• In the case of Hamilton v Al Fayed [2001] 1 ac 395, it was found that, in special cases, Parliament can allow Members of Parliament to waive their parliamentary privilege and protection.
  • The waiver allowed the questioning of parliamentary proceedings for the defamation action without it necessarily infringing the autonomy of Parliament.

Facts of the Case

  • C, a Member of Parliament, was accused by D for accepting cash for asking questions in Parliament for which C ended up losing his seat in Parliament.
  • The allegation against C was investigated and were found to be true.
  • A report was created on this allegation by The Committee on Standards and Privileges in which it was neither accepted nor rejected that C was at fault. This report was accepted by a resolution of the House of Commons.
  • C brought a libel action against D after C waived parliamentary privilege under section 13 of the Defamation Act 1996.
  • D asserted that this was an abuse of process or an infringement on parliamentary privilege and sought to have the action either struck out or stayed.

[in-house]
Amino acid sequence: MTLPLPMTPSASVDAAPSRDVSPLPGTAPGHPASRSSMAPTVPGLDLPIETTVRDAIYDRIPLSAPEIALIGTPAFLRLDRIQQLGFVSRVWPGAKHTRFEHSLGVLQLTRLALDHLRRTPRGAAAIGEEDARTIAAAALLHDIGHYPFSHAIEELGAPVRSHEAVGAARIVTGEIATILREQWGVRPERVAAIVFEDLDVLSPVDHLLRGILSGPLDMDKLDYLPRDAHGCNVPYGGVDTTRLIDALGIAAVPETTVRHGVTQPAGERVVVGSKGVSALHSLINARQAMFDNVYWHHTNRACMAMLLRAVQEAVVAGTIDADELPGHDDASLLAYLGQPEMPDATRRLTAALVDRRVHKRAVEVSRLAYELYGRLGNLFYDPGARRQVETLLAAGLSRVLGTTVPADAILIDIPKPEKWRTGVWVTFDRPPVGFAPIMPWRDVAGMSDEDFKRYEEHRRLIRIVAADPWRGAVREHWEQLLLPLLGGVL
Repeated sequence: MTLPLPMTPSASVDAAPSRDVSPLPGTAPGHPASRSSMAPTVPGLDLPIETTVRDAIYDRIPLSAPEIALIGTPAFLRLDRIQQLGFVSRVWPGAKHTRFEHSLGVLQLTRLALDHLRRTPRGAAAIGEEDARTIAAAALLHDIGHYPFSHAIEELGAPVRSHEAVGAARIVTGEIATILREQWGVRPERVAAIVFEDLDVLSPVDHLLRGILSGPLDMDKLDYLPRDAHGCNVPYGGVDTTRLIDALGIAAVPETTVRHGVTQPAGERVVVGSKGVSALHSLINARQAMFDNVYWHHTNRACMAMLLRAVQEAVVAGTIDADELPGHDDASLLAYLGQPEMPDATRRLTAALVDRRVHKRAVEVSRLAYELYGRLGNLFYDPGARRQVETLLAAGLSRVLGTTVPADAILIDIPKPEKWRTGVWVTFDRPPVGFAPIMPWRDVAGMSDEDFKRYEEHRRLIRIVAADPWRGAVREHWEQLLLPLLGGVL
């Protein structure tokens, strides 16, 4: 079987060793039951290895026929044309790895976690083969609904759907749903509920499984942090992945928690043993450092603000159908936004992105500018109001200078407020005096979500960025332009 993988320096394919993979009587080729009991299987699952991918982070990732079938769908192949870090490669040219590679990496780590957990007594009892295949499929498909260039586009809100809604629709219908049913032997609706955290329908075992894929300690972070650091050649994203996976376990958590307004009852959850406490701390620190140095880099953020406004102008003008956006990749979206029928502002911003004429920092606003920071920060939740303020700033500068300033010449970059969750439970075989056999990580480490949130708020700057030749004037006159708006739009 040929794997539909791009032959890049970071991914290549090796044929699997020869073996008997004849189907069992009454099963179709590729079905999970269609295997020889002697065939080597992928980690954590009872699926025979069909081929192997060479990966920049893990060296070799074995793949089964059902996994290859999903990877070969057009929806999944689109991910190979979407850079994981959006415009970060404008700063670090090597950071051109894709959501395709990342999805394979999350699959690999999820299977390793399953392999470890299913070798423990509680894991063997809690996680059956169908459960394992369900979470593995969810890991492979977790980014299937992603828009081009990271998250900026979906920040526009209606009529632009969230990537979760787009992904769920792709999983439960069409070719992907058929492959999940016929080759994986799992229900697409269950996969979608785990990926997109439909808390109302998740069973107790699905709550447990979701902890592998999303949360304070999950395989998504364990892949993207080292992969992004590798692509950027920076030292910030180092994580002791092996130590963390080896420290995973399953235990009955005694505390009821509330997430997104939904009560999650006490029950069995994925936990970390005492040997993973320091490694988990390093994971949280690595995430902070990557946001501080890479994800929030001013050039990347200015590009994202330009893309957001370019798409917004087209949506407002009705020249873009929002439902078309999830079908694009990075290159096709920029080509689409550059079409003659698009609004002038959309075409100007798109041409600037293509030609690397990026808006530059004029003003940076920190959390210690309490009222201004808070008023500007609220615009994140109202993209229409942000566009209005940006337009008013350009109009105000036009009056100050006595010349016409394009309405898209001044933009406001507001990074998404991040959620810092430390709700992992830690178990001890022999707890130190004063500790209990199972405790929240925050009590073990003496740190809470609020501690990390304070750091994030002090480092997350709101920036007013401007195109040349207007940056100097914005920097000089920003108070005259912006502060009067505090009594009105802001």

• Could the defamation action be in potential breach of parliamentary privilege?

Held by the House of Lords:

  • The House of Lords denied the stay action, but found that if it wasn’t for section 13 of the Defamation Act 1996, the court would’ve decided to stay the action due to the interference with Parliamentary privilege. The Act, however, provided the requisite answer.

Lord Browne-Wilkinson

  • The courts are refrained from using evidence from examining proceedings that took place in Parliament. His Lordship recognised the unfairness of this given that D would be limited in justifying his statements without utilising the evidence from Parliamentary proceedings.
  • “In Prebble’s case it was stated that section 16(3) contains the true principles to be applied, a view shared by the Joint Committee on Parliamentary Privilege (HLP 43-1) (1998-1999) which recommended a statutory provision confirming “as a general principle” the traditional view of article 9, i.e that it is a blanket prohibition on the examination of parliamentary proceedings in court. “The prohibition applies whether or not legal liability would arise”: p 28, para 85.”